* * *

I have found your diary, a little book with a leather cover. It was under a rusted set of carving knives near the chimney. Of course, the authenticity of the text cannot be certain, as I have in my collection several dozen works which purport to be your most intimate of journals. Still, it is the duty of the scholar to persevere, to wade through the morass, to determine what is gold and what is lead.


* * *

When you were young, when I was young, you courted me. I hovered on the banisters of spiral staircases, my expression puzzling, impassive. My face like a sculpture of polished obsidian. Proud, unchanging. Perhaps there were flickers, reflections of laughter in the vastness of my ruby eyes? Was that what attracted you to me?

You began by folding creatures of paper, so lifelike they seemed to hop or fly, to slither or swim. I would find them: a snail on my windowsill, a lion at my door. An owl on my bed stand, a fox in my dressing chamber. At first I ignored them; I had my maids throw them away. I had many suitors, you must understand. But soon they began to haunt me—I would dream of their writhing bodies, pinned beneath a giant hand, their paper wetted by the rain, beginning to tear. In waking visions I would see them at the bottom of dustbins, twitching, crying out in pain, in soft papery voices.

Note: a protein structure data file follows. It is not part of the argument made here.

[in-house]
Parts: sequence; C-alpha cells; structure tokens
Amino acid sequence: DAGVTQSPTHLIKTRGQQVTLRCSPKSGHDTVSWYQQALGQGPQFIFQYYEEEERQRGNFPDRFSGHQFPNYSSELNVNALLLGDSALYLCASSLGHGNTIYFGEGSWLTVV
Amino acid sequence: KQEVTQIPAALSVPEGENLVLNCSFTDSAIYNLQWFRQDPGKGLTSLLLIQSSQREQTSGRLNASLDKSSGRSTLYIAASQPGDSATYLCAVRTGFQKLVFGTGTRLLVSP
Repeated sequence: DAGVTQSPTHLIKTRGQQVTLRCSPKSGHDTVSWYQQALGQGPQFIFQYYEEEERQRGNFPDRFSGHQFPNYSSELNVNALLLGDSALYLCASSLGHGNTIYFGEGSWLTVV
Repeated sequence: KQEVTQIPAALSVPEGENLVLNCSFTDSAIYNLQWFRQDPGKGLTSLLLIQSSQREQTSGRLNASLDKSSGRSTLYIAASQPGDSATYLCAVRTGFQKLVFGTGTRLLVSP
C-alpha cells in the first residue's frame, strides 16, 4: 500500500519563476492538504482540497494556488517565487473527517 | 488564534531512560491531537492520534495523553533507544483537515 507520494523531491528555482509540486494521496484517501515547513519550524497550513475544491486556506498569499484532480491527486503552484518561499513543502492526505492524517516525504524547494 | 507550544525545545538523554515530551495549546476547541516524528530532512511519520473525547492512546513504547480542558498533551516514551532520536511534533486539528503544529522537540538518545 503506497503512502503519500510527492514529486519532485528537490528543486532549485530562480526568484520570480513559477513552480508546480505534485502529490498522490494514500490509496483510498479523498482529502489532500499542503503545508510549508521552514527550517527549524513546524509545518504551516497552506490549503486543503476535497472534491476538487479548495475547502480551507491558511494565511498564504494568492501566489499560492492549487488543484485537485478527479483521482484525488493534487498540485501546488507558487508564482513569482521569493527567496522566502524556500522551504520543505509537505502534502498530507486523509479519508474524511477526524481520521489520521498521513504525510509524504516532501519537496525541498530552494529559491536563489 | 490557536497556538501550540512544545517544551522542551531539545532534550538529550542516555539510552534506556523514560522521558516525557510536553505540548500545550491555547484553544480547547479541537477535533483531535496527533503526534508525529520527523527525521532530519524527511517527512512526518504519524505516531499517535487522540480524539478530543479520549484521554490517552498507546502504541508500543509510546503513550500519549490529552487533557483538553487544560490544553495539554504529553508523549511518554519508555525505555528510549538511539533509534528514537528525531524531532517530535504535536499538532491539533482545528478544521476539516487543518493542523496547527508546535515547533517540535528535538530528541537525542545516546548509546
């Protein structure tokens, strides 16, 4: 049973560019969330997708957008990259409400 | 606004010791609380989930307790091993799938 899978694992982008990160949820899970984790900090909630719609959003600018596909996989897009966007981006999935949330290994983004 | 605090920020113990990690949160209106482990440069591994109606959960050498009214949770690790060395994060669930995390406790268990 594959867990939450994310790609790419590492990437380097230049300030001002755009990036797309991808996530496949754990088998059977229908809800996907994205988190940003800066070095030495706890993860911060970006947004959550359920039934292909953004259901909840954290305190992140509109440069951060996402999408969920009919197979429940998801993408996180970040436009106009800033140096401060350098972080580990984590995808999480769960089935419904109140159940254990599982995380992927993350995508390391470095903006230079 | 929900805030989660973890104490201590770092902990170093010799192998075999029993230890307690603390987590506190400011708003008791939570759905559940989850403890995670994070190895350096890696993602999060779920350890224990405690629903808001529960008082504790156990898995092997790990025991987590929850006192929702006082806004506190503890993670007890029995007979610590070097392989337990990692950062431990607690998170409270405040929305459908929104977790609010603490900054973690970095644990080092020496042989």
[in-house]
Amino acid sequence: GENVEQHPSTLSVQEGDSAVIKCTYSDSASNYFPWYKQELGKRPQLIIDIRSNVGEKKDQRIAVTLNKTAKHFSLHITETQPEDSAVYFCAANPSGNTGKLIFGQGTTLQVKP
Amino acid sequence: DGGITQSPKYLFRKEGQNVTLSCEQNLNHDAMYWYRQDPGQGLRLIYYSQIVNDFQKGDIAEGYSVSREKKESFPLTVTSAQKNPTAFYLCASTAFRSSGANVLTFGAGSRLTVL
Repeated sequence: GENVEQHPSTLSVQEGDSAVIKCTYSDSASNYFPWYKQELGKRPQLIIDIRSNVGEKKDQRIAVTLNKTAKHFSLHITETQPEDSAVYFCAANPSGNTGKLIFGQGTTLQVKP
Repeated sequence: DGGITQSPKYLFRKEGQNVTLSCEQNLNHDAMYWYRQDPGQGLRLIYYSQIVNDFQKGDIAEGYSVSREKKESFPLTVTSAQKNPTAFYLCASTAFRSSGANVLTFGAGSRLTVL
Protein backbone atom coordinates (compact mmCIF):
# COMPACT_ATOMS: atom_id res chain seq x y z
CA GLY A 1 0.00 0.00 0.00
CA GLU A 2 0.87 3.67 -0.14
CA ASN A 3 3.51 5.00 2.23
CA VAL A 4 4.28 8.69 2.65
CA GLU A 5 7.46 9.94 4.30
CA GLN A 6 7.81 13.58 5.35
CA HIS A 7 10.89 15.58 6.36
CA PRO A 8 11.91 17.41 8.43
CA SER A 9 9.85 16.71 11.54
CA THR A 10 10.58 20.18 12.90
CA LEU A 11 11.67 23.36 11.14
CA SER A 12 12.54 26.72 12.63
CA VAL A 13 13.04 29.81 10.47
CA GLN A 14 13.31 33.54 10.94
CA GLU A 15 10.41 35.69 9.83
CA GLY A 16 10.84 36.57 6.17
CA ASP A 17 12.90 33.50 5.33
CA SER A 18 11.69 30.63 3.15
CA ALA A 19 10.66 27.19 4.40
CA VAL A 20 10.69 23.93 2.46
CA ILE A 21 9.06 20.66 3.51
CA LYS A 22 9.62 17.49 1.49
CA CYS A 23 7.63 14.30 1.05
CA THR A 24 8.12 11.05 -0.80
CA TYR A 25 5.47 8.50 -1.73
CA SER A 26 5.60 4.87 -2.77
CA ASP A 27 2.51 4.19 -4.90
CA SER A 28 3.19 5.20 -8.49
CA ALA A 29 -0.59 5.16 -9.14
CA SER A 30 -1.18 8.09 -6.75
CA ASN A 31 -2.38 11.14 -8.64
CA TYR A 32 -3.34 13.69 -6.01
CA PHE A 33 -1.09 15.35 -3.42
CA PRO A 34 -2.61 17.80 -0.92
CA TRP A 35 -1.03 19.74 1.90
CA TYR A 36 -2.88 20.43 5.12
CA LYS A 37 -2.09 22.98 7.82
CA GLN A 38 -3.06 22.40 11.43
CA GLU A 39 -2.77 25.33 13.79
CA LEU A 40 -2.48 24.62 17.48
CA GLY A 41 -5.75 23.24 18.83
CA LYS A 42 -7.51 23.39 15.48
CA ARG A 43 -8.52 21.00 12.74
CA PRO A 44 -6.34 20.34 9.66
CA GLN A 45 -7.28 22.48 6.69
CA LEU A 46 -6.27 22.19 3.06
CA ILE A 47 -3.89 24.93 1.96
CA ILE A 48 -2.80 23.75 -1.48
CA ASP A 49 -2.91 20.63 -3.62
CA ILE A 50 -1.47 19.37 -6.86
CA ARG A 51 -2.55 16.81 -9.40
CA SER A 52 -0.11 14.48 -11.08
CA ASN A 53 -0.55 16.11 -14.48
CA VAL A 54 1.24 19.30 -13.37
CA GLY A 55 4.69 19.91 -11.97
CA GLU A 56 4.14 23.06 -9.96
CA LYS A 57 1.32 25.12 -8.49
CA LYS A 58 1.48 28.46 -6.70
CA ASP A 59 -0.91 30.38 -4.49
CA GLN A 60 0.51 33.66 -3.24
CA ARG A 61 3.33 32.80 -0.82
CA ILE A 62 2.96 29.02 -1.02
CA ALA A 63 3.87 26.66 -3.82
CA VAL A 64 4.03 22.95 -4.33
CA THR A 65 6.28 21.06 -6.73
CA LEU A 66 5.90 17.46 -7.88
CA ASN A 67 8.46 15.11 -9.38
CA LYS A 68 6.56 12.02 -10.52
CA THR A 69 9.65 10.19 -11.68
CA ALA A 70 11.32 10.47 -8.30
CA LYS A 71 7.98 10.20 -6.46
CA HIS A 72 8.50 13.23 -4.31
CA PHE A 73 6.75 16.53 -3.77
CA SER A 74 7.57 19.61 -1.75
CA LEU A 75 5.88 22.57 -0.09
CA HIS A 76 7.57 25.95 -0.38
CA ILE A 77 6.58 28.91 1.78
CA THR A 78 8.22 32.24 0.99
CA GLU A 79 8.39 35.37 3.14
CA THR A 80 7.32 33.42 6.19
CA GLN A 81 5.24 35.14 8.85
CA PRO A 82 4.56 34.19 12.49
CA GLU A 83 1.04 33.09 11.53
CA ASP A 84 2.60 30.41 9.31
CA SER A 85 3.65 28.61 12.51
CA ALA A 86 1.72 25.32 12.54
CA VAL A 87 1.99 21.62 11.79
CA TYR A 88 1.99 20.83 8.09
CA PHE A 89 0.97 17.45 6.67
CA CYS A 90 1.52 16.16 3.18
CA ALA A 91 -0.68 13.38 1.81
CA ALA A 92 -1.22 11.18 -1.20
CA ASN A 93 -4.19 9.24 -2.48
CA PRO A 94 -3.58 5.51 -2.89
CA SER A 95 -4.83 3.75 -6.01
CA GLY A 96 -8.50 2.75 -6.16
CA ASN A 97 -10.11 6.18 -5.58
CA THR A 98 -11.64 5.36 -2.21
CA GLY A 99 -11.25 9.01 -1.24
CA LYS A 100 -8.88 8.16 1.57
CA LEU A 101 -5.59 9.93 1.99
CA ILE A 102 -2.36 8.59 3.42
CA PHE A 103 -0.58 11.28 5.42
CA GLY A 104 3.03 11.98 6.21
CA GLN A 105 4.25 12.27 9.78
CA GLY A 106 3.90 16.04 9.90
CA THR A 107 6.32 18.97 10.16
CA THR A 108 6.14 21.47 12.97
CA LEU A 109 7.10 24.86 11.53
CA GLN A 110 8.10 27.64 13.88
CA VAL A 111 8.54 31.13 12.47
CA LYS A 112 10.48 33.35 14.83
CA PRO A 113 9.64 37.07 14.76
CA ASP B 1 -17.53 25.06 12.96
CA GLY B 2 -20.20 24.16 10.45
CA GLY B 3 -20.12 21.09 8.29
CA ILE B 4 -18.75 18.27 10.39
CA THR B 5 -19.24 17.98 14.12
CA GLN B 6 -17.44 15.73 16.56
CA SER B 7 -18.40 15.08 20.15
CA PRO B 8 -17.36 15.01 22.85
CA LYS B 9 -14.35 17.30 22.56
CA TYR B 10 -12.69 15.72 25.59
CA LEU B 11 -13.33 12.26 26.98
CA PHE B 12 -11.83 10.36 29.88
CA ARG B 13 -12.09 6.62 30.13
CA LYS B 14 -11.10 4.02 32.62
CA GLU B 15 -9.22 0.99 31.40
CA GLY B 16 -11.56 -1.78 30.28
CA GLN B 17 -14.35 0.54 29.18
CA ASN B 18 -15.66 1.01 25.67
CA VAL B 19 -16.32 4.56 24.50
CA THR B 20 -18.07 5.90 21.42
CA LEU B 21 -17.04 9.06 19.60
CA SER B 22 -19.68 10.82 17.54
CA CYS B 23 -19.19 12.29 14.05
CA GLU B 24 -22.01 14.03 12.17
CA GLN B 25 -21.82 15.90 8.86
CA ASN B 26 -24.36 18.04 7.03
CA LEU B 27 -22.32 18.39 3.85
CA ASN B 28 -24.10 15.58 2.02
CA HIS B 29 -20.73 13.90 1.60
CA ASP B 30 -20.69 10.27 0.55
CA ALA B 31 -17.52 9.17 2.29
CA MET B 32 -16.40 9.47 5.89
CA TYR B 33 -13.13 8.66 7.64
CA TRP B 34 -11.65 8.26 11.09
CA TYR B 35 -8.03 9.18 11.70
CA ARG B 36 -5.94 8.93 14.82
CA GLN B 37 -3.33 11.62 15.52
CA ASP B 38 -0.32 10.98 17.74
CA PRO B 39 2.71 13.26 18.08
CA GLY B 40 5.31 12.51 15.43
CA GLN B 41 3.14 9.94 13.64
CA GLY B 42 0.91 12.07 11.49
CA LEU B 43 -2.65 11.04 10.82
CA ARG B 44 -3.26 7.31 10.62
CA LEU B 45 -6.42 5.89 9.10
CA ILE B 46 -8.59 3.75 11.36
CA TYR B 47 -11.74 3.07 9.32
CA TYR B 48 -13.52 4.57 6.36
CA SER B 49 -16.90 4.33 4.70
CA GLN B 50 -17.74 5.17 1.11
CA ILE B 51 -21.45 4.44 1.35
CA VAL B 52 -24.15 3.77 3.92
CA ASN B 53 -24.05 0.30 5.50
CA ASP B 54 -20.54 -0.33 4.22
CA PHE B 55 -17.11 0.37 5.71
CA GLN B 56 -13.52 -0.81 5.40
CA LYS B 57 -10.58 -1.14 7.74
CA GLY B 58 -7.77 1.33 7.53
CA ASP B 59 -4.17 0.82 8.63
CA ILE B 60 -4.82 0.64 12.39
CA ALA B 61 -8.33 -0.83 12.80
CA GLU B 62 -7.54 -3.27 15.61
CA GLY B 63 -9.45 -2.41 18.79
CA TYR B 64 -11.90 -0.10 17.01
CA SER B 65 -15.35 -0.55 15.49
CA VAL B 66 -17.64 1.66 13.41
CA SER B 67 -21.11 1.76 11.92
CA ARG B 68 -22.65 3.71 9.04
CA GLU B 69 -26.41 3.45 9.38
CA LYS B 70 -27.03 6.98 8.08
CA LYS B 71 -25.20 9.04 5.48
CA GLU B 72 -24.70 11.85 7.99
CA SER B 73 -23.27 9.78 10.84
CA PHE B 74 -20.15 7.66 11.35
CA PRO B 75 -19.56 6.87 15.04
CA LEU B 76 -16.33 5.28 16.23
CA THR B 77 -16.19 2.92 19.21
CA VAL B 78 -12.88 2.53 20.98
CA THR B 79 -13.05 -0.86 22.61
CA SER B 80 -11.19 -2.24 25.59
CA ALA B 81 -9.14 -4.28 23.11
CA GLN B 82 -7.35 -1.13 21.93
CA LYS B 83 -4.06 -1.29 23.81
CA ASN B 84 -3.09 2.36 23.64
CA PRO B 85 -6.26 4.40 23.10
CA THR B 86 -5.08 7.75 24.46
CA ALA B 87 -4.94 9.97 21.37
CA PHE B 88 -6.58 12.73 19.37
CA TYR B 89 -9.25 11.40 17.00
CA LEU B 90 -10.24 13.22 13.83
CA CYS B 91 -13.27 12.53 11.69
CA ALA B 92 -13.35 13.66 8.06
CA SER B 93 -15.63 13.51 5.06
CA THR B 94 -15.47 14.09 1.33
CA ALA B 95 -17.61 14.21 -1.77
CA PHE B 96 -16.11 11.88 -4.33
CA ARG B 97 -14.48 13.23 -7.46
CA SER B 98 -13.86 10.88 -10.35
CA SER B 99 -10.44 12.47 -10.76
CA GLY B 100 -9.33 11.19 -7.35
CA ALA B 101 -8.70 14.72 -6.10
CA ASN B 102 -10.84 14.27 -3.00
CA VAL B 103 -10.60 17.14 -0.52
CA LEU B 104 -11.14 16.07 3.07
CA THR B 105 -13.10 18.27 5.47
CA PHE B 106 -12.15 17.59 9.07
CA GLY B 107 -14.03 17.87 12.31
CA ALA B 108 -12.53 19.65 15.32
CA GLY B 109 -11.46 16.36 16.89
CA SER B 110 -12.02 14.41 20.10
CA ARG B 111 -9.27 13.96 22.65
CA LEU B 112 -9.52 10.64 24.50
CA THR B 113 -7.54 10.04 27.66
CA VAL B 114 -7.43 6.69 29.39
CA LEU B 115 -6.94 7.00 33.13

One morning I awoke to find a seahorse caught in my hair. Your creations grew more elaborate: ten-masted paper ships which could sail all by themselves; a paper ornithopter which ran on paper springs and intricate gears of paper. It flew around my head three times and then flew into the sky. A paper nightingale which could really sing; its voice sounded like the pages of a book being turned.